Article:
Do You Know?

Here in Job 37.14-20 we see Elihu giving Job one last piece of advice and he asks, simply, are you really all that you think you are, Job? Do you know all that you think you know?

“Hear this, O Job;
stop and consider the wondrous works of God.
Do you know how God lays his command upon them
and causes the lightning of his cloud to shine?
Do you know the balancings of the clouds,
the wondrous works of him who is perfect in knowledge,
you whose garments are hot
when the earth is still because of the south wind?
Can you, like him, spread out the skies,
hard as a cast metal mirror?
Teach us what we shall say to him;
we cannot draw up our case because of darkness.
Shall it be told him that I would speak?
Did a man ever wish that he would be swallowed up?

Despite his relative youth (32.6-10), Elihu seems to be hitting closer to home with his questions of Job. Rather than just suggest that Job must have sinned somewhere, somehow (32.3), Elihu seems to have considered his response a little more deeply.

Elihu asks probing questions of Job to show that, really, you can’t understand what is truly going on here (Do you know…do you know…can you, like Him…teach us…). Elihu still holds to this idea that Job has sinned, but at least he frames the idea better that the other counsellors on hand. At the core, Elihu seems to be saying, look Job, you cannot understand all of these wonderful workings of God, so you have no chance of understanding the mystery of why you are suffering so. 

Elihu is right, isn’t he? We cannot know how the Lord lays out the skies as a master artist paints a picture, we cannot understand the wondrous works of Him who is perfect in knowledge, we cannot spread out skies, we cannot know ever truly know what to say to Him who sits on the throne, we just don’t know.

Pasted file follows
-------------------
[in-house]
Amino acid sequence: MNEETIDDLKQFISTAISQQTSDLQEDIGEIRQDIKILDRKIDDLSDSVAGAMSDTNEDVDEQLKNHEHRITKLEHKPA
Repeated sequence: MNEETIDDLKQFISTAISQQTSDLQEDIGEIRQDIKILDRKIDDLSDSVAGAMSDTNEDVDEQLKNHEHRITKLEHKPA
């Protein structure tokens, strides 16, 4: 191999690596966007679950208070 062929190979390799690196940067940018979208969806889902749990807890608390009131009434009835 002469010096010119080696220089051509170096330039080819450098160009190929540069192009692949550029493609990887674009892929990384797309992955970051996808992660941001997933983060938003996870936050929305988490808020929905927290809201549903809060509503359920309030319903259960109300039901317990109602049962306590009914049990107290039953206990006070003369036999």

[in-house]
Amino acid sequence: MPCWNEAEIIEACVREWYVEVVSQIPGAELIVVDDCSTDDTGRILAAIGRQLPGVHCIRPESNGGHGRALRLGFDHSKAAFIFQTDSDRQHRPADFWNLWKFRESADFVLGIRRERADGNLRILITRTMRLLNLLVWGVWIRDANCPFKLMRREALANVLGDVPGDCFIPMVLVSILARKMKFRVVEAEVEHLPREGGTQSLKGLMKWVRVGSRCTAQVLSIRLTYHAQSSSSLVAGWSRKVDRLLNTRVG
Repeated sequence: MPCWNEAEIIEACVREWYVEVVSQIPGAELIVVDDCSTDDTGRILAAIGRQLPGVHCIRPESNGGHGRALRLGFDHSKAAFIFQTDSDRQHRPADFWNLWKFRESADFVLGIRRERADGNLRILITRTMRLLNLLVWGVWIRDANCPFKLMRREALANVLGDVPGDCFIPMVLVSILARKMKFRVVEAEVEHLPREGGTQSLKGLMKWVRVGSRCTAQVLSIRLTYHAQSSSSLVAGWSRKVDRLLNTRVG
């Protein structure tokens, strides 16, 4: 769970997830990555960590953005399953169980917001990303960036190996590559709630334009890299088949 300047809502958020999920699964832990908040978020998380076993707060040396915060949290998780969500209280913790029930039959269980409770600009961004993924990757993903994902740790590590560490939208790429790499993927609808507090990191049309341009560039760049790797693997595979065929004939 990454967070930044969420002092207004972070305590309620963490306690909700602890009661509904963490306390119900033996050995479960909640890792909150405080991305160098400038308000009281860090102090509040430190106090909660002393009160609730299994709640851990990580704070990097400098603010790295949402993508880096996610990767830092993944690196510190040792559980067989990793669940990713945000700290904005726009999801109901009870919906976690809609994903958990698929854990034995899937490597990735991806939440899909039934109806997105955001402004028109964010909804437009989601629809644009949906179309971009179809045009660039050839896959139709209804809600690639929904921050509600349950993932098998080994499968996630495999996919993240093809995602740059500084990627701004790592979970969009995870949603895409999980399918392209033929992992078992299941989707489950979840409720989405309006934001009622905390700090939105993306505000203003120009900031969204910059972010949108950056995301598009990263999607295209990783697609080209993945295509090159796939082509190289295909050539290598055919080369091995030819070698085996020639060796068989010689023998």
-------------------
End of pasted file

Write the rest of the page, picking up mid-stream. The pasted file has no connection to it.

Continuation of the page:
Where does this leave us? What does this leave us with?

It leaves us with trust, and with faith. There are things we will never see or understand this side of eternity (Isaiah 55.8-11), but, as Corrie Ten Boom said, 

Never be afraid to trust an unknown future to a known God.

So, learn all you can about our known God, and trust the unknown to Him!

2 Timothy 3.10-11 – In // Over

Today Paul draws a stark contrast between those with the spirit of the last days and his intended recipitient Timothy, and by application you and me.

10 You, however, have followed my teaching, my conduct, my aim in life, my faith, my patience, my love, my steadfastness,11 my persecutions and sufferings that happened to me at Antioch, at Iconium, and at Lystra—which persecutions I endured; yet from them all the Lord rescued me.

Pau begins with you, however…Maybe your Bible has the words ‘But you’, drawing an even clearer contrast, but even if they don’t the point is clear – what has gone is not for the believer, what follows is.

As a man so totally sold out to the cause of Jesus and building His kingdom, of making Jesus known to all he could, and of full-life devotion, Paul could say with a clear conscience that it was good for Timothy to have followed my teaching, my conduct, my aim in life, my faith, my patience, my love, my steadfastness, my persecutions and sufferings…He could say this because Jesus was at the center of them all. Paul’s teaching was Christ-centered, his conduct was Christ honoring, his aim in life was to preach Christ crucified, his faith was unshakingly in Jesus.